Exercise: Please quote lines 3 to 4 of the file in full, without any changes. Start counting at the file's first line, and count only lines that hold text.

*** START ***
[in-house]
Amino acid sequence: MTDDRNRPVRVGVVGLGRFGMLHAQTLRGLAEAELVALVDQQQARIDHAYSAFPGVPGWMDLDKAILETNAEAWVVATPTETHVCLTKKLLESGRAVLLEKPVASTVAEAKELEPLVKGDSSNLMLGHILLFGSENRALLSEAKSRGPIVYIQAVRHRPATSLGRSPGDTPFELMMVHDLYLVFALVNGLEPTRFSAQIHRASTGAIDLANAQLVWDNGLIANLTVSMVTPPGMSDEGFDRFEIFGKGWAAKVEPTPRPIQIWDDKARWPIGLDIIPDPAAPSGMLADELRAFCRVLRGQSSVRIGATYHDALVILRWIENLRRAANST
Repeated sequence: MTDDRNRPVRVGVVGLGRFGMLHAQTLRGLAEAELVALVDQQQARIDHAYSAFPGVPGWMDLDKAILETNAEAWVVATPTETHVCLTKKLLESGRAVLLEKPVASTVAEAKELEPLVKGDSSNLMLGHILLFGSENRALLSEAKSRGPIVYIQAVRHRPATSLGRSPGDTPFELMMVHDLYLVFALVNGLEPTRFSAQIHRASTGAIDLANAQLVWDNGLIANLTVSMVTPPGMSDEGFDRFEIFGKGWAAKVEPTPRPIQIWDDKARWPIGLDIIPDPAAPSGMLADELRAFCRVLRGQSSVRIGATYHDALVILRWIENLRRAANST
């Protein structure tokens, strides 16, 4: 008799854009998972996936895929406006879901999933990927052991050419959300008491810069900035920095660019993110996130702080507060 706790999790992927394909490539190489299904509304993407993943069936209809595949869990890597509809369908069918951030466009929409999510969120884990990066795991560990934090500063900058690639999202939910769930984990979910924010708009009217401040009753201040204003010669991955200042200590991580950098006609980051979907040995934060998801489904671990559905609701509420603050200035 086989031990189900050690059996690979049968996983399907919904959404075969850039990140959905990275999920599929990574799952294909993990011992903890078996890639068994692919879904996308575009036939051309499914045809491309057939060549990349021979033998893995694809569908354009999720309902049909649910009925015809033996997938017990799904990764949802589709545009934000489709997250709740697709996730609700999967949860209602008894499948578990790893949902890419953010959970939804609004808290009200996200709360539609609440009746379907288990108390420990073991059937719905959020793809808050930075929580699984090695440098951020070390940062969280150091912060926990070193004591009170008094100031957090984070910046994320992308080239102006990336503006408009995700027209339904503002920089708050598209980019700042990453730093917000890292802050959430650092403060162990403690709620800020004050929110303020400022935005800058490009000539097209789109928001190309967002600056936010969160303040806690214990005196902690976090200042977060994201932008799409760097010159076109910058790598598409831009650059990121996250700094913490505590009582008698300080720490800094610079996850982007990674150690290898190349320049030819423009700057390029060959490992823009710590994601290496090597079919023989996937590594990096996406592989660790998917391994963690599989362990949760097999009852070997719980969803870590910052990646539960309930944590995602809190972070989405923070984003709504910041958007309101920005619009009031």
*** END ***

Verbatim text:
Repeated sequence: MTDDRNRPVRVGVVGLGRFGMLHAQTLRGLAEAELVALVDQQQARIDHAYSAFPGVPGWMDLDKAILETNAEAWVVATPTETHVCLTKKLLESGRAVLLEKPVASTVAEAKELEPLVKGDSSNLMLGHILLFGSENRALLSEAKSRGPIVYIQAVRHRPATSLGRSPGDTPFELMMVHDLYLVFALVNGLEPTRFSAQIHRASTGAIDLANAQLVWDNGLIANLTVSMVTPPGMSDEGFDRFEIFGKGWAAKVEPTPRPIQIWDDKARWPIGLDIIPDPAAPSGMLADELRAFCRVLRGQSSVRIGATYHDALVILRWIENLRRAANST
């Protein structure tokens, strides 16, 4: 008799854009998972996936895929406006879901999933990927052991050419959300008491810069900035920095660019993110996130702080507060 706790999790992927394909490539190489299904509304993407993943069936209809595949869990890597509809369908069918951030466009929409999510969120884990990066795991560990934090500063900058690639999202939910769930984990979910924010708009009217401040009753201040204003010669991955200042200590991580950098006609980051979907040995934060998801489904671990559905609701509420603050200035 086989031990189900050690059996690979049968996983399907919904959404075969850039990140959905990275999920599929990574799952294909993990011992903890078996890639068994692919879904996308575009036939051309499914045809491309057939060549990349021979033998893995694809569908354009999720309902049909649910009925015809033996997938017990799904990764949802589709545009934000489709997250709740697709996730609700999967949860209602008894499948578990790893949902890419953010959970939804609004808290009200996200709360539609609440009746379907288990108390420990073991059937719905959020793809808050930075929580699984090695440098951020070390940062969280150091912060926990070193004591009170008094100031957090984070910046994320992308080239102006990336503006408009995700027209339904503002920089708050598209980019700042990453730093917000890292802050959430650092403060162990403690709620800020004050929110303020400022935005800058490009000539097209789109928001190309967002600056936010969160303040806690214990005196902690976090200042977060994201932008799409760097010159076109910058790598598409831009650059990121996250700094913490505590009582008698300080720490800094610079996850982007990674150690290898190349320049030819423009700057390029060959490992823009710590994601290496090597079919023989996937590594990096996406592989660790998917391994963690599989362990949760097999009852070997719980969803870590910052990646539960309930944590995602809190972070989405923070984003709504910041958007309101920005619009009031």